Chronic insomnia and depression are linked and presaged by poor quality sleep and sadnessAbout 44% of people with insomnia also have a mental illness such as depression or generalized anxiety. So it’s no surprise that in healthy female college students there’s a relationship between sleep and mood, or affect.

But just what that relationship is—and how normal variations in sleep and affect might morph into insomnia and/or a mood disorder—hasn’t been established. Here’s what researchers at Kent State University and Henry Ford Hospital have found out.

Insomnia or Mood Disorder: Which Comes First?

Earlier studies have shown that just as depression and anxiety can precede development of insomnia, so sleep problems can precede development of a mood disorder. It’s a two-way street: sometimes depression and anxiety give rise to sleep problems and sometimes insomnia gives rise to depression or generalized anxiety.

But not much is known about how normal, specific emotional states that fluctuate with day-to-day experience affect sleep. Nor is it clear how different aspects of sleep affect people’s mood the next day. Knowing these things might shed light on the vulnerabilities that presage insomnia and mood disorders, making it possible to nip them in the bud. So the Kent State and Henry Ford researchers designed a study to find out more about the relationship between daily affect and sleep.

A Two-Week Study of Female College Students

The study was conducted on 171 healthy young female students at a Midwestern university. The protocol was simple. Every morning for 2 weeks, the women, immediately upon waking up, had to log onto their computers and evaluate feelings they’d had in the past 24 hours and how well they’d slept. To evaluate their affect, they assessed levels of 3 positive and 3 negative emotional states:

  • joviality (happy, cheerful, optimistic)
  • self-assurance (proud, strong, confident)
  • serenity (calm, relaxed)
  • fear (afraid, nervous, scared, jittery)
  • sadness (sad, alone, lonely, downhearted)
  • hostility (angry, hostile, irritable)

They also assessed nightly levels of 3 aspects of their sleep:

  • total sleep time
  • sleep onset latency (how long it took to fall asleep at the beginning of the night)
  • sleep quality (their own global, subjective assessment of their sleep. A panel of sleep experts convened by the National Sleep Foundation has just determined more precisely what sleep quality means. Read on to find out.)

Predictions and Results

The researchers expected to find a cyclical relationship between affect and sleep. High negative affect and low positive affect would predict greater sleep disturbance. Greater sleep disturbance, in turn, would predict higher negative affect and lower positive affect.

On the whole, data from the study confirmed these predictions. But the findings were also nuanced. Interestingly, affect had a more consistent impact on sleep than vice versa.

How Emotional States Affected Sleep

Positive feelings (joviality, self-assurance, serenity) generally predicted better quality sleep, greater total sleep time, and shorter sleep onset latency. In other words, the more upbeat participants felt during the daytime, the better they slept.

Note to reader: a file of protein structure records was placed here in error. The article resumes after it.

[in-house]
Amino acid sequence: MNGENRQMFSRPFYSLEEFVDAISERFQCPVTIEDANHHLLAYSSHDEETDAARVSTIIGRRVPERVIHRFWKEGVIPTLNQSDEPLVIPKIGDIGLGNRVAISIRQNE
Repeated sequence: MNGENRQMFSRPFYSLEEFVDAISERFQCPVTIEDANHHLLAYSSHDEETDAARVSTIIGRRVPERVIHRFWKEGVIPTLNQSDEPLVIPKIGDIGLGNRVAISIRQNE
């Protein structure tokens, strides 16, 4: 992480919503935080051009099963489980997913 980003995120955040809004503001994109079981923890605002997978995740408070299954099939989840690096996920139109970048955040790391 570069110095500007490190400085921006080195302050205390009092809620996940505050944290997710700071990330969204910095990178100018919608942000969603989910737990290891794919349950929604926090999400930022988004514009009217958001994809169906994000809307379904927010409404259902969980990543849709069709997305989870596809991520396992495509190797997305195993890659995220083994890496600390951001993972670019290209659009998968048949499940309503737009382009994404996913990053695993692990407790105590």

As for the influence of negative affect on sleep, while fear made it harder to fall asleep at the beginning of the night, sadness had the most damaging impact on sleep. Sadness, alone or in combination with low serenity, decreased both sleep quality and total sleep time. Combined with fear, sadness increased sleep onset latency as well. The results suggest that chronic distress—especially sadness—disturbs sleep and could, over time, trigger insomnia and possibly lead to chronic insomnia.

How Sleep Affected Mood

Neither total sleep time nor sleep onset latency affected study participants’ mood the next day. But sleep quality did. After a night of quality sleep, the women reported feeling happier and more confident. And a night of poor quality sleep predicted feelings of malaise and self-doubt. Over time poor quality sleep may lead to decreased positive affect, “which may partially explain how insomnia leads to depression,” the authors conclude.

The take-away here is clear. Don’t allow feelings of sadness or poor quality sleep to persist too long before you look for help. And here’s the National Sleep Foundation’s consensus on the determinants of quality sleep:

  • Sleeping at least 85% of the time you’re in bed
  • Falling asleep in 30 minutes or less
  • Waking up no more than once per night
  • Being awake for 20 minutes or less after initially falling asleep

If you have both insomnia and a mood disorder, which came first?

Posted by Lois Maharg, The Savvy Insomniac

Lois Maharg has worked with language for many years. She taught ESL, coauthored two textbooks, and then became a reporter, writing about health, education, government, Latino affairs, and food. Her lifelong struggle with insomnia and interest in investigative reporting motivated her to write a book, The Savvy Insomniac: A Personal Journey through Science to Better Sleep. She now freelances as an editor and copy writer at On the Mark Editing.

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